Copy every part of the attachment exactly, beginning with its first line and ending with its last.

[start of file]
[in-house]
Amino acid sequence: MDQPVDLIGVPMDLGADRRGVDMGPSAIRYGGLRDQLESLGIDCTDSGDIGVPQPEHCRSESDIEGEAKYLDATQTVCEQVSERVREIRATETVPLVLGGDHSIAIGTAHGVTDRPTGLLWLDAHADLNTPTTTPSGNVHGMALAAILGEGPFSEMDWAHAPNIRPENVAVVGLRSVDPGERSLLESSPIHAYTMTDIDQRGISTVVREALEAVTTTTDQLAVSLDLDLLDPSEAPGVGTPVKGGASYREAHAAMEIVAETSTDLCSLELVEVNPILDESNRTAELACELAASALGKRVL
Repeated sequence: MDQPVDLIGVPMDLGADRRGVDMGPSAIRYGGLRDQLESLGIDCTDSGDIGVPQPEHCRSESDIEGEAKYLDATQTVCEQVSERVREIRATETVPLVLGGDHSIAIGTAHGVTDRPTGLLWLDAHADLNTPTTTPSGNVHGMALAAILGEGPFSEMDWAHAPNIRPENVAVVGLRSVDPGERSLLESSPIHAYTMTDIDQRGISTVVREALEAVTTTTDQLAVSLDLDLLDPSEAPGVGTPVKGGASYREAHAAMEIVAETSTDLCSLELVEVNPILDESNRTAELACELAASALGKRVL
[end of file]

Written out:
[in-house]
Amino acid sequence: MDQPVDLIGVPMDLGADRRGVDMGPSAIRYGGLRDQLESLGIDCTDSGDIGVPQPEHCRSESDIEGEAKYLDATQTVCEQVSERVREIRATETVPLVLGGDHSIAIGTAHGVTDRPTGLLWLDAHADLNTPTTTPSGNVHGMALAAILGEGPFSEMDWAHAPNIRPENVAVVGLRSVDPGERSLLESSPIHAYTMTDIDQRGISTVVREALEAVTTTTDQLAVSLDLDLLDPSEAPGVGTPVKGGASYREAHAAMEIVAETSTDLCSLELVEVNPILDESNRTAELACELAASALGKRVL
Repeated sequence: MDQPVDLIGVPMDLGADRRGVDMGPSAIRYGGLRDQLESLGIDCTDSGDIGVPQPEHCRSESDIEGEAKYLDATQTVCEQVSERVREIRATETVPLVLGGDHSIAIGTAHGVTDRPTGLLWLDAHADLNTPTTTPSGNVHGMALAAILGEGPFSEMDWAHAPNIRPENVAVVGLRSVDPGERSLLESSPIHAYTMTDIDQRGISTVVREALEAVTTTTDQLAVSLDLDLLDPSEAPGVGTPVKGGASYREAHAAMEIVAETSTDLCSLELVEVNPILDESNRTAELACELAASALGKRVL